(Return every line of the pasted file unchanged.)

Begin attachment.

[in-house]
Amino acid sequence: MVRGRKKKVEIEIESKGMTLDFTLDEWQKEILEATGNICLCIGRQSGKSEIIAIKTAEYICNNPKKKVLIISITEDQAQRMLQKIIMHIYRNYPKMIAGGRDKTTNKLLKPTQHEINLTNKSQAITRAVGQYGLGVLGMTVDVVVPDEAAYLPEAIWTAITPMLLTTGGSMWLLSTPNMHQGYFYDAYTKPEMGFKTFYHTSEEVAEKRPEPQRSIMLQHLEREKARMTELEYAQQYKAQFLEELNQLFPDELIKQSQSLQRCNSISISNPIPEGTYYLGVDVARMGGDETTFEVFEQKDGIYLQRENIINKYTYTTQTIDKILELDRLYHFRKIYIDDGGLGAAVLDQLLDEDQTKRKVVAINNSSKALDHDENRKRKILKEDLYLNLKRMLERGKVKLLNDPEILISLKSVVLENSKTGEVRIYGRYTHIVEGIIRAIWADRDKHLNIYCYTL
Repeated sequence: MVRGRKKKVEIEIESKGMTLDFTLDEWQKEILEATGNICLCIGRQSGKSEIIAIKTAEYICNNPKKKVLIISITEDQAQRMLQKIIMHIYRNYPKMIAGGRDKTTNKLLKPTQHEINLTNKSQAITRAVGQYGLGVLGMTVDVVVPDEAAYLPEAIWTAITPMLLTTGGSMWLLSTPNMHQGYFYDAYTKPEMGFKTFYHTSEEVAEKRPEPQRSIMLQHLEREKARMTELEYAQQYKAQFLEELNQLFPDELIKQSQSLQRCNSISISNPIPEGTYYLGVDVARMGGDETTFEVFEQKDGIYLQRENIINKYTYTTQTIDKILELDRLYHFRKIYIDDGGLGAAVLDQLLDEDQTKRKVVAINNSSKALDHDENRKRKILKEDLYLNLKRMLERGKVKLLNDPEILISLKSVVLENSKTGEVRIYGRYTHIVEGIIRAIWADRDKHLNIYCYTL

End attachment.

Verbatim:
[in-house]
Amino acid sequence: MVRGRKKKVEIEIESKGMTLDFTLDEWQKEILEATGNICLCIGRQSGKSEIIAIKTAEYICNNPKKKVLIISITEDQAQRMLQKIIMHIYRNYPKMIAGGRDKTTNKLLKPTQHEINLTNKSQAITRAVGQYGLGVLGMTVDVVVPDEAAYLPEAIWTAITPMLLTTGGSMWLLSTPNMHQGYFYDAYTKPEMGFKTFYHTSEEVAEKRPEPQRSIMLQHLEREKARMTELEYAQQYKAQFLEELNQLFPDELIKQSQSLQRCNSISISNPIPEGTYYLGVDVARMGGDETTFEVFEQKDGIYLQRENIINKYTYTTQTIDKILELDRLYHFRKIYIDDGGLGAAVLDQLLDEDQTKRKVVAINNSSKALDHDENRKRKILKEDLYLNLKRMLERGKVKLLNDPEILISLKSVVLENSKTGEVRIYGRYTHIVEGIIRAIWADRDKHLNIYCYTL
Repeated sequence: MVRGRKKKVEIEIESKGMTLDFTLDEWQKEILEATGNICLCIGRQSGKSEIIAIKTAEYICNNPKKKVLIISITEDQAQRMLQKIIMHIYRNYPKMIAGGRDKTTNKLLKPTQHEINLTNKSQAITRAVGQYGLGVLGMTVDVVVPDEAAYLPEAIWTAITPMLLTTGGSMWLLSTPNMHQGYFYDAYTKPEMGFKTFYHTSEEVAEKRPEPQRSIMLQHLEREKARMTELEYAQQYKAQFLEELNQLFPDELIKQSQSLQRCNSISISNPIPEGTYYLGVDVARMGGDETTFEVFEQKDGIYLQRENIINKYTYTTQTIDKILELDRLYHFRKIYIDDGGLGAAVLDQLLDEDQTKRKVVAINNSSKALDHDENRKRKILKEDLYLNLKRMLERGKVKLLNDPEILISLKSVVLENSKTGEVRIYGRYTHIVEGIIRAIWADRDKHLNIYCYTL